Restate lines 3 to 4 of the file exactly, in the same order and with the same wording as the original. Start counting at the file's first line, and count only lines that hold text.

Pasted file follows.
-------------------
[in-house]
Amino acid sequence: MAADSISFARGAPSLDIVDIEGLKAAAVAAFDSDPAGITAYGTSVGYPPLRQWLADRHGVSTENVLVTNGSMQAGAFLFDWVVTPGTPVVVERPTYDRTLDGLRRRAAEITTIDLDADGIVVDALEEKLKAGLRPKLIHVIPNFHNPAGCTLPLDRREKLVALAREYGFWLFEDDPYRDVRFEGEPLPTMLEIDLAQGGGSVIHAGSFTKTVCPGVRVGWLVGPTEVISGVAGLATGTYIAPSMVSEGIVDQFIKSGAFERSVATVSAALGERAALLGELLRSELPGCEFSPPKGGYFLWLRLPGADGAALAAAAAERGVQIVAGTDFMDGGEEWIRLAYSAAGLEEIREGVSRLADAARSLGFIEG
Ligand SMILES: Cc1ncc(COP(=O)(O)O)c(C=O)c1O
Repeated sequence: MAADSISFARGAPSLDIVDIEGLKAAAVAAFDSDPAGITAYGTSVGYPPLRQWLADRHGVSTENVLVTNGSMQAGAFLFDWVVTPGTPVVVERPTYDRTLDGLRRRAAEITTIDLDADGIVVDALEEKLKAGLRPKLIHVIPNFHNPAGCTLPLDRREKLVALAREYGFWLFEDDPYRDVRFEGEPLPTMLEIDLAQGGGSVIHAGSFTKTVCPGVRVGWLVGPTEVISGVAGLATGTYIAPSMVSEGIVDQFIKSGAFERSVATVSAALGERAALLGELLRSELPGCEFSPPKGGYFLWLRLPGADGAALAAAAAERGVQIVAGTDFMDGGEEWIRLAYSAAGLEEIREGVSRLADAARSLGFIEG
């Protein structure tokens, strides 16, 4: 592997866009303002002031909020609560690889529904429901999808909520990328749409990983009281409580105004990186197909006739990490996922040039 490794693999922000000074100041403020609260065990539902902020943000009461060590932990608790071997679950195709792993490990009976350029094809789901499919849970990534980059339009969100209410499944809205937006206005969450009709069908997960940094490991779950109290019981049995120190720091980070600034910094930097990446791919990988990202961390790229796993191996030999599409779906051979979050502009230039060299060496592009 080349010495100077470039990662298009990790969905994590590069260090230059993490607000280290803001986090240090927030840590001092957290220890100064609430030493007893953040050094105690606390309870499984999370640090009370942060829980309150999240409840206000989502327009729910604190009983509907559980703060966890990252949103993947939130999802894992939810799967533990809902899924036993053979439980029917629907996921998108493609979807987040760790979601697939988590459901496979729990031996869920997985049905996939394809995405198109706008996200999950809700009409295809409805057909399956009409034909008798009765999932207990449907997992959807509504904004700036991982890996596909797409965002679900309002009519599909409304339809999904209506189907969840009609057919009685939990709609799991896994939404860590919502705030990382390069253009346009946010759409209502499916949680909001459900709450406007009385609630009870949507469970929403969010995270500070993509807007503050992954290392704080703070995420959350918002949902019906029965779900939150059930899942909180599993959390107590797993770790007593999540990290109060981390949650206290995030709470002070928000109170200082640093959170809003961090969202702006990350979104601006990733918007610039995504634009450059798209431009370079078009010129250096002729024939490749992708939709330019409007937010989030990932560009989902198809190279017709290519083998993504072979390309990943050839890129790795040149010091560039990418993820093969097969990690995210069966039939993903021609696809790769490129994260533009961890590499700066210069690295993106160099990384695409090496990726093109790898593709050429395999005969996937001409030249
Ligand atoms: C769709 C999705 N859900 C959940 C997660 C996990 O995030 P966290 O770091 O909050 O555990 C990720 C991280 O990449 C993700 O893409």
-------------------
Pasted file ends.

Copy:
Ligand SMILES: Cc1ncc(COP(=O)(O)O)c(C=O)c1O
Repeated sequence: MAADSISFARGAPSLDIVDIEGLKAAAVAAFDSDPAGITAYGTSVGYPPLRQWLADRHGVSTENVLVTNGSMQAGAFLFDWVVTPGTPVVVERPTYDRTLDGLRRRAAEITTIDLDADGIVVDALEEKLKAGLRPKLIHVIPNFHNPAGCTLPLDRREKLVALAREYGFWLFEDDPYRDVRFEGEPLPTMLEIDLAQGGGSVIHAGSFTKTVCPGVRVGWLVGPTEVISGVAGLATGTYIAPSMVSEGIVDQFIKSGAFERSVATVSAALGERAALLGELLRSELPGCEFSPPKGGYFLWLRLPGADGAALAAAAAERGVQIVAGTDFMDGGEEWIRLAYSAAGLEEIREGVSRLADAARSLGFIEG